By Goretti Kimani
The journey to a successful career is full of ups and downs, and countless problems manifest themselves along the way in the form of difficult bosses, colleagues or even work situations.
These can take a toll on one’s emotional balance, yet for the success-minded individual, it is important to maintain stability in the midst of persistent pressure.
The modern workplace is populated with emotionally unbalanced people. These so-called emotional wrecks have a habit of personalising everything. They call their boss unfair whenever deadlines are enforced or performance issues are raised.
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They also misinterpret comments or reactions from colleagues in the negative.
They have the tendency to blame everyone in the office for their perceived woes, and should you make the mistake of crossing their path, you are sure to receive a thorough tongue lashing.
In their mind, everyone is on their case and they are ready to defend themselves over the slightest perceived provocation.
Emotionally unbalanced people also lack excitement and drive at work, and mostly do the bare minimum necessary to avoid the sack. As a result, they are unhappy and uncomfortable, caught in a prolonged self-pity party.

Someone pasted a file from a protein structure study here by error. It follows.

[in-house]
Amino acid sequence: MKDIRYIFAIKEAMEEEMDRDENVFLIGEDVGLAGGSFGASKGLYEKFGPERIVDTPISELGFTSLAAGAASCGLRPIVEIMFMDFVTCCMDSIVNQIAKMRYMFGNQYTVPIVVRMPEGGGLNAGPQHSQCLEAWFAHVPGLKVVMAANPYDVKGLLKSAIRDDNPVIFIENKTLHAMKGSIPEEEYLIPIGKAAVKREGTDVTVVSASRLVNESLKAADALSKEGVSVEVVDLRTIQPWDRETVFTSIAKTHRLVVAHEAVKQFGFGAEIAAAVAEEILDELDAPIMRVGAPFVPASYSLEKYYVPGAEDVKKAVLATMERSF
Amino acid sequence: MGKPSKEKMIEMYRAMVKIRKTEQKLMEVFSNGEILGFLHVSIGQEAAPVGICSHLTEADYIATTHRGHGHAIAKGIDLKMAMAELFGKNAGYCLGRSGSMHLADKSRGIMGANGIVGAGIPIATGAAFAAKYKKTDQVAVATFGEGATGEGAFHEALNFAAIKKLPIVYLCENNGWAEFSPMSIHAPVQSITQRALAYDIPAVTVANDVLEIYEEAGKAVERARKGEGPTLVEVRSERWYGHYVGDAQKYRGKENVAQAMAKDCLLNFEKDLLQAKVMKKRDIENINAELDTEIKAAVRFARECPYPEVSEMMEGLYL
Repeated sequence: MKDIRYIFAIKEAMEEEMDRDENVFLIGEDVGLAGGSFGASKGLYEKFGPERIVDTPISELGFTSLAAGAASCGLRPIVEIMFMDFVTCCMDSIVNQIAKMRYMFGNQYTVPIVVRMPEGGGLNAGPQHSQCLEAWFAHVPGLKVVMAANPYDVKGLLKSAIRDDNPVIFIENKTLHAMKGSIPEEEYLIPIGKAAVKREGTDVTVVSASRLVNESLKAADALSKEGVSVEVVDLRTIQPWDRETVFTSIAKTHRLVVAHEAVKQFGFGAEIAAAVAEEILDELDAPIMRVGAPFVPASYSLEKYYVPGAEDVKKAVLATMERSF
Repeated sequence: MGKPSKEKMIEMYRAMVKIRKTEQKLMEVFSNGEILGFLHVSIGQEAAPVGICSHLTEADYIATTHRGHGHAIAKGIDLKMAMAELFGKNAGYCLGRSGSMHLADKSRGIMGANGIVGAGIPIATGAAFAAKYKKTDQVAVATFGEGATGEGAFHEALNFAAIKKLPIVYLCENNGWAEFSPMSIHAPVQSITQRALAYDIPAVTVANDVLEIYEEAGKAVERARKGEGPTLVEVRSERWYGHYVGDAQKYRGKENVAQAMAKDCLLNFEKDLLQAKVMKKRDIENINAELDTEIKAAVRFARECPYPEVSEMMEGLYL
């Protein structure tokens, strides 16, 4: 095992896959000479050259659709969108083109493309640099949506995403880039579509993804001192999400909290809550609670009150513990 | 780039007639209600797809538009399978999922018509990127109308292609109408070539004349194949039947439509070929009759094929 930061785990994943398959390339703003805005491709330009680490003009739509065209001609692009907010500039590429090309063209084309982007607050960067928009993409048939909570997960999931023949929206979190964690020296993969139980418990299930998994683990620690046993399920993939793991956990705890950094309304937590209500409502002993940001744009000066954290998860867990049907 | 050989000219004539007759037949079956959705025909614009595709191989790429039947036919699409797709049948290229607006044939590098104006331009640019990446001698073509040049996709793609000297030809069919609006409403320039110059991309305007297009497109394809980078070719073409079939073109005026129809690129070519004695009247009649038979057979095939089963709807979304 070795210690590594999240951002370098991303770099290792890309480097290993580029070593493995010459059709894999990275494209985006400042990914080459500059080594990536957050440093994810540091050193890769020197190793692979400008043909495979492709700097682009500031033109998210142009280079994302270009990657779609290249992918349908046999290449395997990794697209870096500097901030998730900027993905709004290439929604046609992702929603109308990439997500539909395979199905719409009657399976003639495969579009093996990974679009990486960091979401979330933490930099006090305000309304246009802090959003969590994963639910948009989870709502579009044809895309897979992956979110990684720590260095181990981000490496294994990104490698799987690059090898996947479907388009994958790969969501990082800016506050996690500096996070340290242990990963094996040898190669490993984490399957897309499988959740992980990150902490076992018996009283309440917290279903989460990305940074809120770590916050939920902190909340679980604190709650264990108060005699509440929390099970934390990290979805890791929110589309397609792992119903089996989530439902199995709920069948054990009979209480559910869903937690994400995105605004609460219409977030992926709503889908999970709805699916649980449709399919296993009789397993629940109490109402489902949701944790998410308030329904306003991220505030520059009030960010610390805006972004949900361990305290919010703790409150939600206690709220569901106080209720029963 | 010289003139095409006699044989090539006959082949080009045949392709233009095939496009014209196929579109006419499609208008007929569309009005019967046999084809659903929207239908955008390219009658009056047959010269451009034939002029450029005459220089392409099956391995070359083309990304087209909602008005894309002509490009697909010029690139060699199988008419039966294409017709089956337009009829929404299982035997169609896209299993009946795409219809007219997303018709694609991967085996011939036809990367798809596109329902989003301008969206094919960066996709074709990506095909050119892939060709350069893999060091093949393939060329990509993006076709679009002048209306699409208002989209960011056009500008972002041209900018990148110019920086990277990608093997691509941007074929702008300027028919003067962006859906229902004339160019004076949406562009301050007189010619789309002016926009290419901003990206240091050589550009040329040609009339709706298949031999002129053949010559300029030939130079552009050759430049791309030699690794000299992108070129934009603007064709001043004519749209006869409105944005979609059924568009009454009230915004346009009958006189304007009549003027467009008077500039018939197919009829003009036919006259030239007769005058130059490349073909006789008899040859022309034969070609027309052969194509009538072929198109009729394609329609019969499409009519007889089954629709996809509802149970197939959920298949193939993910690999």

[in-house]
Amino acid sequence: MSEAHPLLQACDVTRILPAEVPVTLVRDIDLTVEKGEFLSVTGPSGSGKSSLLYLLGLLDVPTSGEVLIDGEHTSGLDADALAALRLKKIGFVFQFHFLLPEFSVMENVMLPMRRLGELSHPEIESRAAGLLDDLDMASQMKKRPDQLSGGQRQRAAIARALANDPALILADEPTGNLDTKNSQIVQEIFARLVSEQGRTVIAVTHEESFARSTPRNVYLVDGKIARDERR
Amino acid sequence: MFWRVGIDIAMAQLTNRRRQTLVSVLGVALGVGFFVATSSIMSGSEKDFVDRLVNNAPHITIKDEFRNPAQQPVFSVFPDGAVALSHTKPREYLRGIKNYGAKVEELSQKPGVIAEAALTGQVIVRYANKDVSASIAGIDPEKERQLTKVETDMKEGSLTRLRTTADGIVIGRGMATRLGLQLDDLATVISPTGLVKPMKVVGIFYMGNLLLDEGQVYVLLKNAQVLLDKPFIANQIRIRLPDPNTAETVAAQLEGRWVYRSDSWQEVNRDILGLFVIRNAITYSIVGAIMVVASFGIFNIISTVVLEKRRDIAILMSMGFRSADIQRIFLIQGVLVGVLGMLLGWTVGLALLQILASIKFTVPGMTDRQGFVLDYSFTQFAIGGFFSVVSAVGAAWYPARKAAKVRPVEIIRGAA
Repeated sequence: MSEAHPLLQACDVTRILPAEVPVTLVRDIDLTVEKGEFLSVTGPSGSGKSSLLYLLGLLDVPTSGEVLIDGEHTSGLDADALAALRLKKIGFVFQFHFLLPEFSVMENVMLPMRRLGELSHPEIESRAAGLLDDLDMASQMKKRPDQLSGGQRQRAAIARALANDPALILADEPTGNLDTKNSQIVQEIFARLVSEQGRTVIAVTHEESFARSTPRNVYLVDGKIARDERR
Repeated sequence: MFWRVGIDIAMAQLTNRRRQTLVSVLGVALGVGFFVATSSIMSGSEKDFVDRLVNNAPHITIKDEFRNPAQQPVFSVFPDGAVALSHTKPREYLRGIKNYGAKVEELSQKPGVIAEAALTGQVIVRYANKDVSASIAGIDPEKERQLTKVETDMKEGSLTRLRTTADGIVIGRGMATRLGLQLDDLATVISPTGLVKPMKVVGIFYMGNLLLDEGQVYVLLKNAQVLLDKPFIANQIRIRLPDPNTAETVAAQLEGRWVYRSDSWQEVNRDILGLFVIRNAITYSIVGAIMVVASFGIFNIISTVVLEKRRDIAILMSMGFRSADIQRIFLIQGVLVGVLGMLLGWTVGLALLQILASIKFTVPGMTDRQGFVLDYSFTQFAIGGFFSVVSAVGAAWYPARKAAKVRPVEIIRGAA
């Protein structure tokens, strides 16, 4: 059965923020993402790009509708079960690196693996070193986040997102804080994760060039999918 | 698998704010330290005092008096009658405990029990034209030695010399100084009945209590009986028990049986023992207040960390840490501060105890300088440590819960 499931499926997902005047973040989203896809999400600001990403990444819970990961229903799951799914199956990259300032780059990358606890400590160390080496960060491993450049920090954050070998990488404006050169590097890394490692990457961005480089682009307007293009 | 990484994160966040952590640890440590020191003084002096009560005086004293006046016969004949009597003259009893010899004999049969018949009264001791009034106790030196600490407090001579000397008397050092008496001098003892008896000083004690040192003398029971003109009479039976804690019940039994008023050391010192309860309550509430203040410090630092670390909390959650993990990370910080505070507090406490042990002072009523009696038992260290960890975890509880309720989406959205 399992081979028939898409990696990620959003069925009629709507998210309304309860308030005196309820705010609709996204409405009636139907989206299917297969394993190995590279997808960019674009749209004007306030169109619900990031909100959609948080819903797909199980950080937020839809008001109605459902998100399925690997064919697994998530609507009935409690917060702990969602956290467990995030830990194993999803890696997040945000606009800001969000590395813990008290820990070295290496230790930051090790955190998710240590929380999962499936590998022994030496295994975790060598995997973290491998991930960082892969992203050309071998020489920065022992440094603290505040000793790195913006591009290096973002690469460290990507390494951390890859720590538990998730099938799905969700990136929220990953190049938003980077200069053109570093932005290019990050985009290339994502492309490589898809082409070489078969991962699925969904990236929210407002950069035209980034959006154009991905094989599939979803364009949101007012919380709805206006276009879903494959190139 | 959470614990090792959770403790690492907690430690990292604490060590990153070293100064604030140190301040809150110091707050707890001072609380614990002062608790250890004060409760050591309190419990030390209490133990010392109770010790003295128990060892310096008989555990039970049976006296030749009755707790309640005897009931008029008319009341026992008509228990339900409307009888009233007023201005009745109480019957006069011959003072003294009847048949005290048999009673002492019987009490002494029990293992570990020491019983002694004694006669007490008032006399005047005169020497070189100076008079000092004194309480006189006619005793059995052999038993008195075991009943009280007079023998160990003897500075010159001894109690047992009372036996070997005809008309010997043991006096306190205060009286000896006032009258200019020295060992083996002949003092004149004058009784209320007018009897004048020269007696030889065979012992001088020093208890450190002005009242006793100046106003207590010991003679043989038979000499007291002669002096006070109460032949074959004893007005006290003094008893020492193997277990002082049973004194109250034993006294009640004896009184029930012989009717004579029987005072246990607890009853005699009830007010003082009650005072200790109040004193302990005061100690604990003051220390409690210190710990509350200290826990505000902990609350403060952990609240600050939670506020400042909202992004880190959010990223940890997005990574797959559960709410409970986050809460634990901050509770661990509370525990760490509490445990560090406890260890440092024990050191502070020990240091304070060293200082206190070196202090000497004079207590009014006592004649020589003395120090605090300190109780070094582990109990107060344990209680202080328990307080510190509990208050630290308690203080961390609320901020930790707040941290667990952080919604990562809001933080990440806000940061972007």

Irrespective of the cause, however, emotional imbalance is a health hazard that has the potential to not only stall a career, but also kill it. It is, therefore, in an individual’s best interest to put in some effort to rectify this situation.
To start with, one must have a good sense of their emotional index. The following questions will help: Do you have clear life guiding principles or do you move with the wind? Is stress a common word in your conversations? Do you live in a near permanent state of panic? Do you find it difficult to calmly analyse stressful situations? Do you find comfort in seclusion? Do you have trouble working on team assignments? Do you sweat excessively when under pressure? Do you hate your job?
If you answer yes to these questions, then the next step should be to take corrective measures. But if your situation is really bad, consulting a professional may be necessary.
Some personal initiatives can also bring you the desired change. To start with, make strong personal declarations that are necessary for change to manifest.
Don’t use defeatist words to describe your life and stop seeing things from a selfish perspective. Good, positive principles can be entrenched through reprogramming your mind.
A healthy reading culture, especially of personal development books, is also a great way to help you see things in a different, more positive light. In some cases, changing the people you associate with will do the trick.
Learn to relax and quit worrying about what could go wrong. Worry is the primary mechanism that translates stress into panic.
Good relationships are also a healthy remedy to emotional problems and you must work hard to cultivate them.
As the saying goes, practice makes perfect. Lifelong change will only occur through consistent practice and positive behaviour reinforcement.
The writer is a human resource specialist with Peoplelink Consultants Ltd. Email: [email protected]